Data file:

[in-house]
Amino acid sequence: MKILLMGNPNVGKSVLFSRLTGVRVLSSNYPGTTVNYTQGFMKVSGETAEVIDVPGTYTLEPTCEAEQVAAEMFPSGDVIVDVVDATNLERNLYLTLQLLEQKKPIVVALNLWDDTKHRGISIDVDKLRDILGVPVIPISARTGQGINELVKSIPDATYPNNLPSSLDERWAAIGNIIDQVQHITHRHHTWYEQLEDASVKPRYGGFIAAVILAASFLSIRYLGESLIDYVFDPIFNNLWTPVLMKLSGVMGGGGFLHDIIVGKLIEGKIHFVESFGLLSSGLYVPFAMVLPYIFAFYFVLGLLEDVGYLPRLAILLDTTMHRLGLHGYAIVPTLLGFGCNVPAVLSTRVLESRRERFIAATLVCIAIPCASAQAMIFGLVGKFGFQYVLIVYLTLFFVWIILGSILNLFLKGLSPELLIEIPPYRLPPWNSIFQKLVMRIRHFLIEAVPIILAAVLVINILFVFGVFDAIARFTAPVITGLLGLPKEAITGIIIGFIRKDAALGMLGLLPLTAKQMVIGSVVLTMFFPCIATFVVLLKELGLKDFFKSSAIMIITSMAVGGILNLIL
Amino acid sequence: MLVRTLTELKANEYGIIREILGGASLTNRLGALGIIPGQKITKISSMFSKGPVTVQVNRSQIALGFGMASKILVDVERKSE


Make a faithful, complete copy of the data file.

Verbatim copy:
[in-house]
Amino acid sequence: MKILLMGNPNVGKSVLFSRLTGVRVLSSNYPGTTVNYTQGFMKVSGETAEVIDVPGTYTLEPTCEAEQVAAEMFPSGDVIVDVVDATNLERNLYLTLQLLEQKKPIVVALNLWDDTKHRGISIDVDKLRDILGVPVIPISARTGQGINELVKSIPDATYPNNLPSSLDERWAAIGNIIDQVQHITHRHHTWYEQLEDASVKPRYGGFIAAVILAASFLSIRYLGESLIDYVFDPIFNNLWTPVLMKLSGVMGGGGFLHDIIVGKLIEGKIHFVESFGLLSSGLYVPFAMVLPYIFAFYFVLGLLEDVGYLPRLAILLDTTMHRLGLHGYAIVPTLLGFGCNVPAVLSTRVLESRRERFIAATLVCIAIPCASAQAMIFGLVGKFGFQYVLIVYLTLFFVWIILGSILNLFLKGLSPELLIEIPPYRLPPWNSIFQKLVMRIRHFLIEAVPIILAAVLVINILFVFGVFDAIARFTAPVITGLLGLPKEAITGIIIGFIRKDAALGMLGLLPLTAKQMVIGSVVLTMFFPCIATFVVLLKELGLKDFFKSSAIMIITSMAVGGILNLIL
Amino acid sequence: MLVRTLTELKANEYGIIREILGGASLTNRLGALGIIPGQKITKISSMFSKGPVTVQVNRSQIALGFGMASKILVDVERKSE